If abundance and biomass were the sole considerations of reservoir capacity, then the three rodent species with the highest capture frequencies in our study might be likely reservoir candidates for Leishmania in this geographic region. However, according to Ashford [14], in well-defined Leishmania reservoir systems, the following additional characteristics appear to be salient features of reservoir hosts: life-span (host lives long enough to maintain infection throughout non-transmission season), response to infection (parasites localize to the skin where they are available to feeding sand flies), duration of infection (individuals remain infected without acute disease), and infection prevalence (a large proportion of individuals become infected). Our negative data indicate that these ecological requirements are not likely fulfilled by the most prevalent rodent species examined in our study.

An experimental study on P. semispinosus found that the host duration of infection was transient. Specifically, when these rodents were repeatedly infected with L. (V.) panamensis, they developed cutaneous lesions upon initial inoculation, but soon mounted an immune response that not only cleared infection, but also prevented lesions from forming upon subsequent inoculations [46]. Additionally, xenodiagnosis performed with two species of sand flies indicated that host-vector transmission was very poor [46]. Thus, it may be that rodents naturally infected with L. (V.) braziliensis also maintain a short period of infectivity, decreasing the probability that a feeding sand fly would become infected or that a PCR assay would detect a positive individual.

In the above study, a separate group of Proechimys was inoculated with L. (Leishmania) chagasi, and serology was performed to evaluate the humoral response to infection [46]. Only 60% of the ten infected animals developed anti-Leishmania antibodies, with levels falling below the positive threshold value within 2–4 months post-infection. Additionally, one animal with detectable Leishmania parasites in the spleen remained antibody-negative throughout the study. This data and the fact that Leishmania serology often cross-reacts with other closely related parasites (i.e. Trypanosoma cruzi and T. rangeli) [46], [48], suggests that our decision to exclude serological tests was not a limitation of our study.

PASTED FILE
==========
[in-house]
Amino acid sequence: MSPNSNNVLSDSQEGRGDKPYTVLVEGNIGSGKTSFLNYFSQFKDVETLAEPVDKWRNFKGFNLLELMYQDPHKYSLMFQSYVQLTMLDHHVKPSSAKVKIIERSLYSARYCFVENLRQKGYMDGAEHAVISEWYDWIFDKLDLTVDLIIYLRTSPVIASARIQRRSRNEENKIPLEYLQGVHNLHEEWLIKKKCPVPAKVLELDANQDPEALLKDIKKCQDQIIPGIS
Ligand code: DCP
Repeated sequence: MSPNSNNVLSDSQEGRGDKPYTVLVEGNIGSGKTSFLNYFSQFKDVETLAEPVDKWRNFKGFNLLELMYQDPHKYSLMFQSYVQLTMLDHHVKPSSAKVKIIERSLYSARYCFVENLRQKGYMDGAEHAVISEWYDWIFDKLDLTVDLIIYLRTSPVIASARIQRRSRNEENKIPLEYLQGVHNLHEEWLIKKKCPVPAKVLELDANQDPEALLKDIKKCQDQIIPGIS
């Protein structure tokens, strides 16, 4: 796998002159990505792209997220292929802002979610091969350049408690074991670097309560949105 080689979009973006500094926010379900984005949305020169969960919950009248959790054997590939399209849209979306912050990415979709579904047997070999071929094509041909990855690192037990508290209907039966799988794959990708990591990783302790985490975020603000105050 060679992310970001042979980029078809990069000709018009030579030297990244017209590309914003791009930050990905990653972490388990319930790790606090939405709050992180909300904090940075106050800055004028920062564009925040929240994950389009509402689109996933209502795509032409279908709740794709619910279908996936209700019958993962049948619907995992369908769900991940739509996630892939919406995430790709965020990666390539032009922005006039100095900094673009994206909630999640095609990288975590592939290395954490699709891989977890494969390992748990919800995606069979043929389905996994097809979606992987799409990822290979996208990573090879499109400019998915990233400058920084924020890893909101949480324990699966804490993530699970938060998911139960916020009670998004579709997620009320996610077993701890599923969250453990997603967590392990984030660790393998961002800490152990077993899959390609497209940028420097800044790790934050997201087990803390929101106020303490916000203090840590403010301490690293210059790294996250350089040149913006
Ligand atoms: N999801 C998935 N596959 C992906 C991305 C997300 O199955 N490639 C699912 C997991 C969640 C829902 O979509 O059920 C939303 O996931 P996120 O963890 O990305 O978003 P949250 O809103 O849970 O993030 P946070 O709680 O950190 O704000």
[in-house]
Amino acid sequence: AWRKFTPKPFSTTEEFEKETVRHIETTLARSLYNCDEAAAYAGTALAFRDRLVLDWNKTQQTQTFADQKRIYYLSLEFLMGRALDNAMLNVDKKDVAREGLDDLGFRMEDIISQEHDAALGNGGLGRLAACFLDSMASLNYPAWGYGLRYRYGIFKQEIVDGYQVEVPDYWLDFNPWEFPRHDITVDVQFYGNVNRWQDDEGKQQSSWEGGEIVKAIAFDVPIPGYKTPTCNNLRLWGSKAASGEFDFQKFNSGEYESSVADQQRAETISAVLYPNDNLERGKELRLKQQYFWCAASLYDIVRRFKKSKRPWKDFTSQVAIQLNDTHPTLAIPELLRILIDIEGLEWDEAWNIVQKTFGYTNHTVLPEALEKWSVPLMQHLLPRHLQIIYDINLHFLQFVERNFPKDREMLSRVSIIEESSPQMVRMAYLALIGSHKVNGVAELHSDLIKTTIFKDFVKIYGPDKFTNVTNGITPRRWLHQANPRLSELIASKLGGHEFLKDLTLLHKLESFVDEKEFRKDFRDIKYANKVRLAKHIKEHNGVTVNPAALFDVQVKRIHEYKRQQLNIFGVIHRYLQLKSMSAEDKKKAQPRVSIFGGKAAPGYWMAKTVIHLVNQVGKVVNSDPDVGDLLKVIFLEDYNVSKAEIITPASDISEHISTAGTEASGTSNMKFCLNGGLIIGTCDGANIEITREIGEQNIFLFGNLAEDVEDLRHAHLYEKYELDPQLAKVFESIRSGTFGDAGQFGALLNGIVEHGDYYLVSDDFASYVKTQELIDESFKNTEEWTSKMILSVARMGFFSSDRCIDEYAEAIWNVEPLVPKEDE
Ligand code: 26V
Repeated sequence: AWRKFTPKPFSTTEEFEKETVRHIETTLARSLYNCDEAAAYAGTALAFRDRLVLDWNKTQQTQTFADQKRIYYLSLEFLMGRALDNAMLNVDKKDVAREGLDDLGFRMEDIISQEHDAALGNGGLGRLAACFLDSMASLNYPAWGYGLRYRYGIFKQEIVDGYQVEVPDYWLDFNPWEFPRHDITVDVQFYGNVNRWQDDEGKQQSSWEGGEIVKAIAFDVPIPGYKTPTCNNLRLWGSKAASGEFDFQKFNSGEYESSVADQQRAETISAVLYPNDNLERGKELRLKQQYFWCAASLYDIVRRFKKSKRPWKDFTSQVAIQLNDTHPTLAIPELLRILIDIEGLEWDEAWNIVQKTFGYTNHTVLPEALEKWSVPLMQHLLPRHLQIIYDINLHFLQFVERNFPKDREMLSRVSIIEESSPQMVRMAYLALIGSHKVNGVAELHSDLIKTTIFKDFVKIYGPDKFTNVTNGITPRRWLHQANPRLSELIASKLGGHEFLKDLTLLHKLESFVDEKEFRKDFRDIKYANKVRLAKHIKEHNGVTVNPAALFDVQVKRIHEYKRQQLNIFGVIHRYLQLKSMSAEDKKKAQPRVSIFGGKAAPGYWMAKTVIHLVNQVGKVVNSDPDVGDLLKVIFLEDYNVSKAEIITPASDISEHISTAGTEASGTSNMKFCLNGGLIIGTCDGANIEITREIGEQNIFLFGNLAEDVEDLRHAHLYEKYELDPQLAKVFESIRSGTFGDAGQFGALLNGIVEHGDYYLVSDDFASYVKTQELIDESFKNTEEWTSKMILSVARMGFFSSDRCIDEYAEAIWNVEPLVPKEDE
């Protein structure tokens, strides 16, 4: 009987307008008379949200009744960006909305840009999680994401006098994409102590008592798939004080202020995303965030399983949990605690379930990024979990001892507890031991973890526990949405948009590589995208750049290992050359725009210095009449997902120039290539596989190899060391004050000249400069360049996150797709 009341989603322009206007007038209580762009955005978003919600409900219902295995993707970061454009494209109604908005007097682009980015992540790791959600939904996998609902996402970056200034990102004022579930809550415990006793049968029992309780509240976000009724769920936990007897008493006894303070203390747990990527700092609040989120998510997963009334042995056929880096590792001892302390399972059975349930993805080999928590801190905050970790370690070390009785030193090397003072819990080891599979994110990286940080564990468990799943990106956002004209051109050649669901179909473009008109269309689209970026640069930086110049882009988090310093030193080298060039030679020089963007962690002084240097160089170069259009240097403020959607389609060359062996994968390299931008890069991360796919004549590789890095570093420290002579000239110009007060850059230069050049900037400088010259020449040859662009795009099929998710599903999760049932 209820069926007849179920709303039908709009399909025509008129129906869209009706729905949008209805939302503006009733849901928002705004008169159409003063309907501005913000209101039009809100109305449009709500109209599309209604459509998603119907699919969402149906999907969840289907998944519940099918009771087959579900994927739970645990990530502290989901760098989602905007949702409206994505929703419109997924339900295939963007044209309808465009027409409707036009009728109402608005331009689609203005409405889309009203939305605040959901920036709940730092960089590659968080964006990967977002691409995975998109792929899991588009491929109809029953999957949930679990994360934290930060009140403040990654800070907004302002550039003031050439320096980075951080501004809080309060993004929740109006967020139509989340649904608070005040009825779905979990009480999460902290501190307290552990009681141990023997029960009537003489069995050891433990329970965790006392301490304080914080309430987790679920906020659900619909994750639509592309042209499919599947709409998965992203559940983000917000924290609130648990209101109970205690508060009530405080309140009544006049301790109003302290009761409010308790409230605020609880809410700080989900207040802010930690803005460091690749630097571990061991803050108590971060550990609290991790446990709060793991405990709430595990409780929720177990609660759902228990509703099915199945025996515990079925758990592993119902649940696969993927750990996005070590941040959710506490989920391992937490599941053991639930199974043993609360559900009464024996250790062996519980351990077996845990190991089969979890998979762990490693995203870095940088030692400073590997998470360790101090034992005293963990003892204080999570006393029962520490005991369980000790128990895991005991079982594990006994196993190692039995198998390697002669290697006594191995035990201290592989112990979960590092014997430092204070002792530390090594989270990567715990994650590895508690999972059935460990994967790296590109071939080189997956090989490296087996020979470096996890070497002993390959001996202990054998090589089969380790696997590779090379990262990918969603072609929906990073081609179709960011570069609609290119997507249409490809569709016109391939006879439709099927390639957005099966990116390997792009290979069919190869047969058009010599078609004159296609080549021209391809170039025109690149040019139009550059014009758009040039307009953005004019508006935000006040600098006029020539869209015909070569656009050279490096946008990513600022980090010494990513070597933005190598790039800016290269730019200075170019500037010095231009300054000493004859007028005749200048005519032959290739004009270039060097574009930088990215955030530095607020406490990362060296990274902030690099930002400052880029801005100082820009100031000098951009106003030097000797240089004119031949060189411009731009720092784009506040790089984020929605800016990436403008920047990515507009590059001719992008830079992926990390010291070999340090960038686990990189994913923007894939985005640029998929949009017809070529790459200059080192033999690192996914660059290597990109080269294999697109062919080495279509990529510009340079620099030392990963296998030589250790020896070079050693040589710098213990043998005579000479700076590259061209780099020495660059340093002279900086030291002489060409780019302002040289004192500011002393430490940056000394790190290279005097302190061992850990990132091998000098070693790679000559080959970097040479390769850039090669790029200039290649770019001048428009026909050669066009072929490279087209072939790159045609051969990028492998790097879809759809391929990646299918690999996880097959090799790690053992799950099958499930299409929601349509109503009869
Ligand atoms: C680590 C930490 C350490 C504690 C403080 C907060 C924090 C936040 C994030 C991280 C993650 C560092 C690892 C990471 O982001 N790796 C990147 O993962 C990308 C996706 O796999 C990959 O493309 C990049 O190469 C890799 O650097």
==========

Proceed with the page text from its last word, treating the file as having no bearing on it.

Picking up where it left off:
Silva et al. [49] elaborate on the condition of infection prevalence, specifying that it must be higher than 20% in order for a host to be considered a primary reservoir. For those vector-borne diseases with relatively well-understood disease ecology, the pathogen prevalence in rodent reservoirs appears to support the above stated condition. For example, the tick-borne pathogens Borrelia afzelii and B. burgdorferi, both of which cause Lyme disease in humans, have been found at prevalences of 56.8% in bank voles and 80% in western gray squirrels, respectively [50], [51]. Similar to many species of Leishmania, rodents infected with Borrelia remain asymptomatic and testing is often via PCR of ear biopsy specimens. With respect to L. (V.) braziliensis, the relatively sparse data regarding parasite prevalence in potential wildlife reservoirs is suggestive that the 20% threshold criterion may be substantiated. Although the prevalence of Leishmania previously reported in rodents ranges greatly, it is interesting to note that in eastern Brazil, with respect to splenic tissue, the combined Leishmania prevalence for native rodents was 22.7% (58/256) (Table 1). In contrast, the splenic prevalence in synanthropic species (i.e. Rattus spp. and Mus musculus) was only 9.4% (15/160), perhaps reflecting the fact that these introduced species have had less time to co-evolve with the parasite. Additional research in north-eastern Brazil has suggested that the overall prevalence of L. (V.) braziliensis in small mammals is about 20% in this region [30]. Chaves et al. [39] cautions that due to seasonal changes in vector populations, the host prevalence can fall above or below the 20% threshold specified by Silva et. al [49]. However, the prevalence found in our study (0 to 1.7%) is so far below the suggested threshold that it is unlikely to be explained by seasonal variation in vectors. Therefore, in our study areas, the most frequently collected rodents may at most be incidental hosts, which as stated earlier, are not considered reservoirs and therefore would not constitute a major source of infection.